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Miami, Miami-Dade Partner To Install Air Conditioners In Public Housing

Kate Stein
A truck full of air conditioners awaiting installation at the Gwen Cherry Housing Community in Allapattah.

Florida is hot and may be trending hotter: 2015, 2017 and the early part of 2018all set temperature records.

But federal law does not require air conditioning in public housing, so many people who live on low incomes have to go without. That can mean sticky days and sleepless nights -- studies show warmer weather makes it difficult to sleep -- but heat can also be a serious health risk for young children, elderly people and those with heart problems and respiratory conditions.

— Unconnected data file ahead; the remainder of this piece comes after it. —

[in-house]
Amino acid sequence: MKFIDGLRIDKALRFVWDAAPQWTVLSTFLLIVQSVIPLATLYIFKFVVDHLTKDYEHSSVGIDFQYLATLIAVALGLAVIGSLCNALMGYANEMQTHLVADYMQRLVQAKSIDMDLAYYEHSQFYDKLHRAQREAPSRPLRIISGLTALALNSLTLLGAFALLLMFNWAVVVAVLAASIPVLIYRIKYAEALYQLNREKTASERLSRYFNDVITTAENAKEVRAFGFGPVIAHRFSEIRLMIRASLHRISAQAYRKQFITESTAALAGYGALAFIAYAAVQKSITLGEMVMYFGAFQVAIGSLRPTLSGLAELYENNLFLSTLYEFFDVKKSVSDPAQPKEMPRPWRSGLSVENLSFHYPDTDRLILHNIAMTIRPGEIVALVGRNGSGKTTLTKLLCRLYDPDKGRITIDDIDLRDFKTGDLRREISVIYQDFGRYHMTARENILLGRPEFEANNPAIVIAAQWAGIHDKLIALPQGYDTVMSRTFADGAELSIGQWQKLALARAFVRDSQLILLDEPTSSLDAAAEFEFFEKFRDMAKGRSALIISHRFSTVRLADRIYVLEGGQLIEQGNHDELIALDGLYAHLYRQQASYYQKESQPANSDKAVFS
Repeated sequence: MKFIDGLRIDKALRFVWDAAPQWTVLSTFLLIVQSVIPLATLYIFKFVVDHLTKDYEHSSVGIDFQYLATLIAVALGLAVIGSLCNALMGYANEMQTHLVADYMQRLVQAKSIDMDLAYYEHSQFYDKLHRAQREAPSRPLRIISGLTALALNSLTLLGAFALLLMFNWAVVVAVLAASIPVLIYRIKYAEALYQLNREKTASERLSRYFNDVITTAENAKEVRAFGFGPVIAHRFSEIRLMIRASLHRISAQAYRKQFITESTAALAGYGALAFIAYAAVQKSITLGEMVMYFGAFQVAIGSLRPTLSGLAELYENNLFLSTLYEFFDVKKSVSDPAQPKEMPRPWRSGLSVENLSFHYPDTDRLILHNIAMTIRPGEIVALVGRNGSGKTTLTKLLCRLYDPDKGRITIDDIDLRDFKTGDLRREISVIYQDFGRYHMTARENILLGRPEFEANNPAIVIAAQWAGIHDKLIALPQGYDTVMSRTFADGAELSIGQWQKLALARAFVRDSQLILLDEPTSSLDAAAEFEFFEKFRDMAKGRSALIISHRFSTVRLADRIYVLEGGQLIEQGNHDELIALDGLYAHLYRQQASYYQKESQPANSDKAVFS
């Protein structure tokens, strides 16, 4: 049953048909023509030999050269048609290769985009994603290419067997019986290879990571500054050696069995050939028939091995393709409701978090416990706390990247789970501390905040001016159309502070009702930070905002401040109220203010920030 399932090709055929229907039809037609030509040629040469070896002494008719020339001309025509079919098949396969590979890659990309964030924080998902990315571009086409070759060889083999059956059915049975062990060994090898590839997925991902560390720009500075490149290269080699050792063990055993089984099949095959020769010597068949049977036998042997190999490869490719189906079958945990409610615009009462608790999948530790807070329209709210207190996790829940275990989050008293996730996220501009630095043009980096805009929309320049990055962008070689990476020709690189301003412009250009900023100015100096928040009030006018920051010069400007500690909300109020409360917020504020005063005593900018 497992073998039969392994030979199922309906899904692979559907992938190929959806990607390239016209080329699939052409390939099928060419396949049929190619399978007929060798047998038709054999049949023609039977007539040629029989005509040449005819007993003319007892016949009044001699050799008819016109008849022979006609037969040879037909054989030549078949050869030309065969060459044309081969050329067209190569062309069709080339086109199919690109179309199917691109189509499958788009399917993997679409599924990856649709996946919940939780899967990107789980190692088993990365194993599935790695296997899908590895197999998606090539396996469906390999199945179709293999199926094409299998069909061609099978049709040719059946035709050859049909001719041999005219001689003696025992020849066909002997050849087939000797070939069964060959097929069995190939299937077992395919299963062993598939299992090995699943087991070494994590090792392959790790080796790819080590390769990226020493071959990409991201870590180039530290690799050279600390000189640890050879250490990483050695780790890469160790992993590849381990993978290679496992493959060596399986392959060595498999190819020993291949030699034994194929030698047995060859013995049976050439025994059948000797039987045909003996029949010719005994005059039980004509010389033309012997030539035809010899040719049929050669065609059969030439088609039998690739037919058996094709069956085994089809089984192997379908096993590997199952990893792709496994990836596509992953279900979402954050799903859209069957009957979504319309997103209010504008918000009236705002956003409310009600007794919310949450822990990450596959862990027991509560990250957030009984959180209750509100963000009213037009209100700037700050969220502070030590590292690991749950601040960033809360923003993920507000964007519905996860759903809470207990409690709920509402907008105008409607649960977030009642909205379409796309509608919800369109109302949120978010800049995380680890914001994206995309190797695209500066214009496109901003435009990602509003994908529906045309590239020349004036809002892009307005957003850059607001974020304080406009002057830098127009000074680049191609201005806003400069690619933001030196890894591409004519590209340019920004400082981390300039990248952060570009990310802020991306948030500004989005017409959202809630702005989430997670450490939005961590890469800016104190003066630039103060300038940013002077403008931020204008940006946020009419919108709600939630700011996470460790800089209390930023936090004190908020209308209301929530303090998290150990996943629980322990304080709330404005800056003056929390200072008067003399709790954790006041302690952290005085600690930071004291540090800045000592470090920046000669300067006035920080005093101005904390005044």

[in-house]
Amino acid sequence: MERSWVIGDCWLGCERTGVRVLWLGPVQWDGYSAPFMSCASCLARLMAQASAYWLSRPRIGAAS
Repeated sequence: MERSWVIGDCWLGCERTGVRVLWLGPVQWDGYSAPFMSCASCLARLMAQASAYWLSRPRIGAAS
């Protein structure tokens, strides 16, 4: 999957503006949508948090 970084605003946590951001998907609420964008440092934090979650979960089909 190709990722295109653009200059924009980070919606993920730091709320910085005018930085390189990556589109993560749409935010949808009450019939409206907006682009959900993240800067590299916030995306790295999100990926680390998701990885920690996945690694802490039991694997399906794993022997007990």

That's why the City of Miami and Miami-Dade County are working together to put A/C in some homes and apartments.

In August, the municipalities installed 51 air conditioning units in the Liberty Square housing complex in Liberty City. At a press conference on Thursday, workers began installing 35 units in the Gwen Cherry complex in Allapattah.

"This isn't rocket science," said Emilio Gonzalez, Miami's city manager. "It's not expensive and it's the right thing to do."

Gonzalez told reporters his office is paying for the units and they cost about $200 apiece. Depite the relatively low cost, Gonzalez said the city can't currently provide air conditioners to everyone who needs them. He said the focus is on people who are particularly vulnerable: the elderly, the disabled, people with special needs and families with young children.

"We worked with the housing department in the county and they came up with the individuals who had the greatest need," he said.

He said the city and the county hope to install more units at other public housing sites in the months ahead.

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